I was listening to the radio this morning when the commentator – talking about violinist Nigel Kennedy – said that the latter despite having a vibrant career in classical music and being the first violinist to acquire almost popstar status – had no computer, didn’t own one and was reported to have said that he saw no benefit from them to people’s lives.
What do others think of this? I am inclined to agree in some ways. How have computers helped us with all the profound problems that humanity faces. Despite our reliance on them – have they really made a single thing better? Is researching a book on the internet better than having to go to a library? Almost certainly not yet I suspect many of us now work that way. Do computers help us as mental health sufferers or make everything worse? Do they even partially cause some of the problems from which we suffer?
We are all (hopefully) gathered here today on this blogpost that I am writing and you are reading, and another tomorrow that you will be writing and I will be reading, and that itself is a huge benefit. It’s good to share as someone said once on some ad. But there were support groups long before the internet. They tended to be local which is a good thing too for people feeling isolated. Feeling isolated is a symptom of depression anyway but do we treat our computers as comfort blankets when the connections they appear to offer are illusory? Or are these connections merely digitised versions of what we used to call ‘pen pals’.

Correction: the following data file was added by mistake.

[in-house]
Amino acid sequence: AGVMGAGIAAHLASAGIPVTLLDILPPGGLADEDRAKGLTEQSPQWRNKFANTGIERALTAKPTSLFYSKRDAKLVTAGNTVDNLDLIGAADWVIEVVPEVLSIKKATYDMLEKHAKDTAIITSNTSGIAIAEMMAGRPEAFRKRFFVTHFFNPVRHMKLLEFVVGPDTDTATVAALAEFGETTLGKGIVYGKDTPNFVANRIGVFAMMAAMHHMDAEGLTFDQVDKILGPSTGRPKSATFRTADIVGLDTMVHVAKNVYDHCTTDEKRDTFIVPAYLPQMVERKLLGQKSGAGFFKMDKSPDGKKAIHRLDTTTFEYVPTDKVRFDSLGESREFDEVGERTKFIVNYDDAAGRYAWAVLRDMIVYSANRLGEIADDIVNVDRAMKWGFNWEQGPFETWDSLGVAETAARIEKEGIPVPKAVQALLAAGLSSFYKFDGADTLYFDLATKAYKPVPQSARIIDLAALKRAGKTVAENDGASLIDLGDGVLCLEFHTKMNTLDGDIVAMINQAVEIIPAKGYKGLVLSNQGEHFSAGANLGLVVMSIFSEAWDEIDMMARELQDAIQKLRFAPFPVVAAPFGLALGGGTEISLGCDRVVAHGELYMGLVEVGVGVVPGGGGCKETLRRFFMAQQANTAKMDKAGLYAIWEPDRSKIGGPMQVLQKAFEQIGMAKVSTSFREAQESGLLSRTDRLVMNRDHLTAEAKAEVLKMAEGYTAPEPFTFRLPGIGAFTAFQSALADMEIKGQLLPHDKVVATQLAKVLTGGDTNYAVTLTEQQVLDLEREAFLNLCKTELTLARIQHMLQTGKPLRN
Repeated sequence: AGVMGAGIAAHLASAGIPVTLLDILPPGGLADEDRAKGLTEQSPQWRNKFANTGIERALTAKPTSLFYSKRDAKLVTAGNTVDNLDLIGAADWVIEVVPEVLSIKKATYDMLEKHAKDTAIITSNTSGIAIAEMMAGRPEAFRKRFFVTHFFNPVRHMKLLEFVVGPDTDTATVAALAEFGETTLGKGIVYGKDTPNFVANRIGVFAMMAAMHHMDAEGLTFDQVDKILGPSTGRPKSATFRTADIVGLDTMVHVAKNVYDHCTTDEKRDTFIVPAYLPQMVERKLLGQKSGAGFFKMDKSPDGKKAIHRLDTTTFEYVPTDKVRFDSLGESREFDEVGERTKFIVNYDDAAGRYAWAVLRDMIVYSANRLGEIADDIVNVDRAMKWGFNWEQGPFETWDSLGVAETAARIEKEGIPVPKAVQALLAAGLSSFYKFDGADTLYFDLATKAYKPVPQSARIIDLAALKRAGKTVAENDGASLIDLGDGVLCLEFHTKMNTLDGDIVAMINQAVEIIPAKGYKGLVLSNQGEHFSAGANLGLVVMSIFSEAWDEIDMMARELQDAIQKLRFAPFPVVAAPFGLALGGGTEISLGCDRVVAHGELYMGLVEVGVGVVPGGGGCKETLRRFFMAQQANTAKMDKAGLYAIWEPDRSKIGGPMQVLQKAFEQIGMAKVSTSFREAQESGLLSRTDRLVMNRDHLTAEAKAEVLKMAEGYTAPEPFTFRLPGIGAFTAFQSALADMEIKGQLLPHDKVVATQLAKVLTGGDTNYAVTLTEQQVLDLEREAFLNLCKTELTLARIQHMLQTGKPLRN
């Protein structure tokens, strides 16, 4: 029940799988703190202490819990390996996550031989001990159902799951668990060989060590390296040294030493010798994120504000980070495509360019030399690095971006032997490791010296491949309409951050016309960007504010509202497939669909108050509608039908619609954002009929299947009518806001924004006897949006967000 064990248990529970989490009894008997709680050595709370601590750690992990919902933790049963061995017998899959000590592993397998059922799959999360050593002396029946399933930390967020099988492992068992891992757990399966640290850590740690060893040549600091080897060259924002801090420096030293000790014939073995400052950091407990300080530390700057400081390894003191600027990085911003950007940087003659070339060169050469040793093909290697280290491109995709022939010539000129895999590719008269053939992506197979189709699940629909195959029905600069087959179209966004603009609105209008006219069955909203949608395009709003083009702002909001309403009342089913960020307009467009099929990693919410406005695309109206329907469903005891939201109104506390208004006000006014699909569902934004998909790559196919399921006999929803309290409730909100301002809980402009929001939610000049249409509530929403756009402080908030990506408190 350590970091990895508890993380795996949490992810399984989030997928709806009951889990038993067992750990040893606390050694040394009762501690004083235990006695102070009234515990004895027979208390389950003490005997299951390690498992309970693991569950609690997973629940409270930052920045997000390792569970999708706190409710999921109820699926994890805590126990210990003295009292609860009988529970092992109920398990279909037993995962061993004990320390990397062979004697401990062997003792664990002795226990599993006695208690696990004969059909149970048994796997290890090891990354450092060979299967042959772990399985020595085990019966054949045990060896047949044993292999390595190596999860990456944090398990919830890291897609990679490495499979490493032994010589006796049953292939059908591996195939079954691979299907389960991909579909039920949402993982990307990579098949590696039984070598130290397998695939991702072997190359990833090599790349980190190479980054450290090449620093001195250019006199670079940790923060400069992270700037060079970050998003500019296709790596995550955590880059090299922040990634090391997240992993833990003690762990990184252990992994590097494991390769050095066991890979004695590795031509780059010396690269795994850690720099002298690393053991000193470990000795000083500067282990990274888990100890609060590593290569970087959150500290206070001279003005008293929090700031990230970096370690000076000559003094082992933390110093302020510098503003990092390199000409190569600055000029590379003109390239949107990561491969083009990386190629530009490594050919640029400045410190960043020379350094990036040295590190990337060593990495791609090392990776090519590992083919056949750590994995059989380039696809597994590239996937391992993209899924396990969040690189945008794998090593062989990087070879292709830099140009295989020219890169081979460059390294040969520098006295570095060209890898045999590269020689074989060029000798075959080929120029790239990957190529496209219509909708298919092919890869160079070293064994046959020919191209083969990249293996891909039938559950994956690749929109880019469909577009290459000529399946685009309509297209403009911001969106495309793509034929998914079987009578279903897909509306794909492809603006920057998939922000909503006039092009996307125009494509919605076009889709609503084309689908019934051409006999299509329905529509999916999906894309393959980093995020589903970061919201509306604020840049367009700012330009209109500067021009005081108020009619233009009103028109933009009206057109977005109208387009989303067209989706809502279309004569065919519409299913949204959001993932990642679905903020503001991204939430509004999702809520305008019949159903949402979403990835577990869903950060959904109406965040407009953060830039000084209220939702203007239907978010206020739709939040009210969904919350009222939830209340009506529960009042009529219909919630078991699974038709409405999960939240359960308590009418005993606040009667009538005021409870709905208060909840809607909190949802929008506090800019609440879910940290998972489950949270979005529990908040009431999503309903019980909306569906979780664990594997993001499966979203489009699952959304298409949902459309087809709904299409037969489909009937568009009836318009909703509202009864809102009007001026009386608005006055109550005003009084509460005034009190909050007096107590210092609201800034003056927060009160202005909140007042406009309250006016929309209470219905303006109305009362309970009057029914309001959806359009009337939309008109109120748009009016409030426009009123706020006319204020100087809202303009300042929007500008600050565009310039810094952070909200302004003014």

Interestingly I tried to write a letter – I mean a proper handwritten one – the other day and struggled with it. I found I had to compose a draft of the letter on screen and then write it out by hand. Yet when I first started using a computer back in the 80s it was completely the other way around. I had to compose by hand and then type up the result. This shows the extent of brain rewiring that has gone on in a short space of time. What else is there that we do not know about? In the tiny space of thirty years or so computers and the net have come to dominate every aspect of our lives and yet research on how they have affected us physically and mentally is very much in its infancy.
Loneliness is becoming a 21stcentury epidemic. How big a part does the internet and social media in this? Also it could be said that the use to which people put technology is down to us. Technology is neutral. It cannot think or feel the way that humans can. Algorithms know millions of things but they will only know millions of things based on mathematical probability. Deep Blue may have beaten Gary Kasparov years back, but it couldn’t respond to a sunset. Technology has no philosophy and no sentience. It is deeply and implacably dangerous in the wrong hands.
I don’t really have any answers but would be interested to hear what others think.Become a Patron!https://c6.patreon.com/becomePatronButton.bundle.js